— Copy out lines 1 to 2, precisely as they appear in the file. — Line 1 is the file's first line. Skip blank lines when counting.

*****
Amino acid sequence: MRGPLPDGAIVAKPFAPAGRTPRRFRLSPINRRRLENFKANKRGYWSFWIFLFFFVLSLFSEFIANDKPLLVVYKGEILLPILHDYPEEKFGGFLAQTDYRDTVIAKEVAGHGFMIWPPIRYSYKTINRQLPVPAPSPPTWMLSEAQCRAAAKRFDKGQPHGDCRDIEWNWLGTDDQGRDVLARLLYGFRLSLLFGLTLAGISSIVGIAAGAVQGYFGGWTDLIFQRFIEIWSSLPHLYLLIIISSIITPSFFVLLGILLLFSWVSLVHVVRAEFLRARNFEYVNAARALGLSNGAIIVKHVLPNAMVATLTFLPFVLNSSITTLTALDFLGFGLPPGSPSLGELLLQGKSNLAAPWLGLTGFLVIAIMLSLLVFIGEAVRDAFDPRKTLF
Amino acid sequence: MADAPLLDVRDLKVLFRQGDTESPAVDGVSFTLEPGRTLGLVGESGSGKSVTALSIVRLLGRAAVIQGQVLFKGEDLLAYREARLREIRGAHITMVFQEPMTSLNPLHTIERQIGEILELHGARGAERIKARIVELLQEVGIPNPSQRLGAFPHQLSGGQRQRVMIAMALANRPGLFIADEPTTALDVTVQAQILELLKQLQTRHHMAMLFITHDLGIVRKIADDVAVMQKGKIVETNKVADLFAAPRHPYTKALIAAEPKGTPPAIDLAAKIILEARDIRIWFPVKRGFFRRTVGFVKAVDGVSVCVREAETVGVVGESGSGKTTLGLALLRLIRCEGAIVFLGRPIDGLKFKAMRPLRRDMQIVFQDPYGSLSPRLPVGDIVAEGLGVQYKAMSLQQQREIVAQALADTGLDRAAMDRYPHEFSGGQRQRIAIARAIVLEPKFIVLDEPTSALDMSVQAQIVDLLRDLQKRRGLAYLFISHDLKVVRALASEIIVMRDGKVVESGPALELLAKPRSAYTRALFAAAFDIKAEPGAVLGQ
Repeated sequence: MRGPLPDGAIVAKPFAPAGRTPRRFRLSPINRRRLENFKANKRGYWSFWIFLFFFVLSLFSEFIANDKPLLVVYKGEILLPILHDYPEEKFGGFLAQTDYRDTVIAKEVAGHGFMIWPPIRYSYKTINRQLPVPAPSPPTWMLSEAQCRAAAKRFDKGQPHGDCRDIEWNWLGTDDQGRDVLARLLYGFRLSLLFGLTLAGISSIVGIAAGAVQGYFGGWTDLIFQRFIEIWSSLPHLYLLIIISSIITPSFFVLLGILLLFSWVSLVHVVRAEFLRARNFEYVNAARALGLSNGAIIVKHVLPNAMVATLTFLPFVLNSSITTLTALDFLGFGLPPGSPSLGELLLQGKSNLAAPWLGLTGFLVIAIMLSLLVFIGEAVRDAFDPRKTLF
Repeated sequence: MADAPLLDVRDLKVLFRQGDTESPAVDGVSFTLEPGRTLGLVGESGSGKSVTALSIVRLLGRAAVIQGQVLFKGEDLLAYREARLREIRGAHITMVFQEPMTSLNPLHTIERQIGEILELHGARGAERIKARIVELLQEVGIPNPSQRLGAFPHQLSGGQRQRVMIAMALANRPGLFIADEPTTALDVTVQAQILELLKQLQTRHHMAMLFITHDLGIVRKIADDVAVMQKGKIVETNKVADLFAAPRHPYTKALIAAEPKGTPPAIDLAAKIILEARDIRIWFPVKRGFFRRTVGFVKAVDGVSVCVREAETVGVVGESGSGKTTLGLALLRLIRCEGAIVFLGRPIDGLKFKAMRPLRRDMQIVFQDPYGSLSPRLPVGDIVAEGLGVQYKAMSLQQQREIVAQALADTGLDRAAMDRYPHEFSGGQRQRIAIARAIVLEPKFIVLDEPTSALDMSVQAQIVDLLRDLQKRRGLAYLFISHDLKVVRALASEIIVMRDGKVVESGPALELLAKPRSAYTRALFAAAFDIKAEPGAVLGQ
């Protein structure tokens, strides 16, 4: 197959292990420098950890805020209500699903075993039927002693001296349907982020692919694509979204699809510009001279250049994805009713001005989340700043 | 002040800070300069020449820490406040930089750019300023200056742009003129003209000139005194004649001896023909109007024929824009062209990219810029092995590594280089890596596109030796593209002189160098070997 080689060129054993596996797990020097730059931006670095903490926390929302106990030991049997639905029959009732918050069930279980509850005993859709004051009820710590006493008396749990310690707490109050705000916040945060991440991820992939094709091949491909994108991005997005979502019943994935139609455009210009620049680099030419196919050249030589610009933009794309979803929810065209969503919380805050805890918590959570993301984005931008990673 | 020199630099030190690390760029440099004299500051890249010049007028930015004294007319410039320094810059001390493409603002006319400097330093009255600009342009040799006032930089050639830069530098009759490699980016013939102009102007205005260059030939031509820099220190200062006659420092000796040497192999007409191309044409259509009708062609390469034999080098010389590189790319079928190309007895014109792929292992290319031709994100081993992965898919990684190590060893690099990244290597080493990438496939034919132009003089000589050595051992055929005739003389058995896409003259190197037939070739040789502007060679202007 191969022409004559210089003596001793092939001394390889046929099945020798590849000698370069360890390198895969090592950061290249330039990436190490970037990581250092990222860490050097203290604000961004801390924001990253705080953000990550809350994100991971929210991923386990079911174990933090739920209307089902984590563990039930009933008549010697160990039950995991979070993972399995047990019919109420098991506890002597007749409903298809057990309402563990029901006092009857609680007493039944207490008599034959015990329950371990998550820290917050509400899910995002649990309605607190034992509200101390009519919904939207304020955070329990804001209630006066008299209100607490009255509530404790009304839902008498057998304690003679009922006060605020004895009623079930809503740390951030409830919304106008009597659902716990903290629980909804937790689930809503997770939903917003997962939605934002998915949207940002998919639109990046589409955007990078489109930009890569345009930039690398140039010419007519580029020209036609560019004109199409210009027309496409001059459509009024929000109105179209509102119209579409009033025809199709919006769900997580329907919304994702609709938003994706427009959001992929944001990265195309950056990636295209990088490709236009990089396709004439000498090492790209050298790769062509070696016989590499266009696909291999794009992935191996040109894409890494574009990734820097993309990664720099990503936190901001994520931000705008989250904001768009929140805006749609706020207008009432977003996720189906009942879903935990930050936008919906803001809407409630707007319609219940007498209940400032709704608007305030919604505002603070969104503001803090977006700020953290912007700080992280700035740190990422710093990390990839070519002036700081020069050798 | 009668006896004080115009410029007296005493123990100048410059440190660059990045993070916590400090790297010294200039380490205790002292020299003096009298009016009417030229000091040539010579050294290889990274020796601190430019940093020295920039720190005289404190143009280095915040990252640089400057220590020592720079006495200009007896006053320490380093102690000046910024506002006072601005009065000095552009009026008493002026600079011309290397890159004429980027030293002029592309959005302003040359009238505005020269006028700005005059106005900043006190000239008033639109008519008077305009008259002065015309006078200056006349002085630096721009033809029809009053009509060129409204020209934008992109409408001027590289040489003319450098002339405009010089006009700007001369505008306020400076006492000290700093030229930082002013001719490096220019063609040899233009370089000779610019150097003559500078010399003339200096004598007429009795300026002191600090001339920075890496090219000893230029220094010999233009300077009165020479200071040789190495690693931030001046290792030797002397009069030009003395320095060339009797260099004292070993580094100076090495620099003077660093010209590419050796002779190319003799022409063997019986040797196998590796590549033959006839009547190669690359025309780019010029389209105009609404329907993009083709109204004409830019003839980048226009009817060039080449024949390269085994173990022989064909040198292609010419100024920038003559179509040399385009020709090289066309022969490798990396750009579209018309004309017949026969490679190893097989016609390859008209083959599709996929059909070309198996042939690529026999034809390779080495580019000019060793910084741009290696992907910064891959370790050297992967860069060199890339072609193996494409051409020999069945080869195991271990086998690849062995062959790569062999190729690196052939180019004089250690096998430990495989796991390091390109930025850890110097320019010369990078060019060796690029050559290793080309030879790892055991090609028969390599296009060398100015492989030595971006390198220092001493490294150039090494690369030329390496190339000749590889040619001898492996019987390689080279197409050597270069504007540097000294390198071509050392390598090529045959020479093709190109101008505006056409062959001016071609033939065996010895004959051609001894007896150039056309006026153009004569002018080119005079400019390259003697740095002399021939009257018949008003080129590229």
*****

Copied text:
Amino acid sequence: MRGPLPDGAIVAKPFAPAGRTPRRFRLSPINRRRLENFKANKRGYWSFWIFLFFFVLSLFSEFIANDKPLLVVYKGEILLPILHDYPEEKFGGFLAQTDYRDTVIAKEVAGHGFMIWPPIRYSYKTINRQLPVPAPSPPTWMLSEAQCRAAAKRFDKGQPHGDCRDIEWNWLGTDDQGRDVLARLLYGFRLSLLFGLTLAGISSIVGIAAGAVQGYFGGWTDLIFQRFIEIWSSLPHLYLLIIISSIITPSFFVLLGILLLFSWVSLVHVVRAEFLRARNFEYVNAARALGLSNGAIIVKHVLPNAMVATLTFLPFVLNSSITTLTALDFLGFGLPPGSPSLGELLLQGKSNLAAPWLGLTGFLVIAIMLSLLVFIGEAVRDAFDPRKTLF
Amino acid sequence: MADAPLLDVRDLKVLFRQGDTESPAVDGVSFTLEPGRTLGLVGESGSGKSVTALSIVRLLGRAAVIQGQVLFKGEDLLAYREARLREIRGAHITMVFQEPMTSLNPLHTIERQIGEILELHGARGAERIKARIVELLQEVGIPNPSQRLGAFPHQLSGGQRQRVMIAMALANRPGLFIADEPTTALDVTVQAQILELLKQLQTRHHMAMLFITHDLGIVRKIADDVAVMQKGKIVETNKVADLFAAPRHPYTKALIAAEPKGTPPAIDLAAKIILEARDIRIWFPVKRGFFRRTVGFVKAVDGVSVCVREAETVGVVGESGSGKTTLGLALLRLIRCEGAIVFLGRPIDGLKFKAMRPLRRDMQIVFQDPYGSLSPRLPVGDIVAEGLGVQYKAMSLQQQREIVAQALADTGLDRAAMDRYPHEFSGGQRQRIAIARAIVLEPKFIVLDEPTSALDMSVQAQIVDLLRDLQKRRGLAYLFISHDLKVVRALASEIIVMRDGKVVESGPALELLAKPRSAYTRALFAAAFDIKAEPGAVLGQ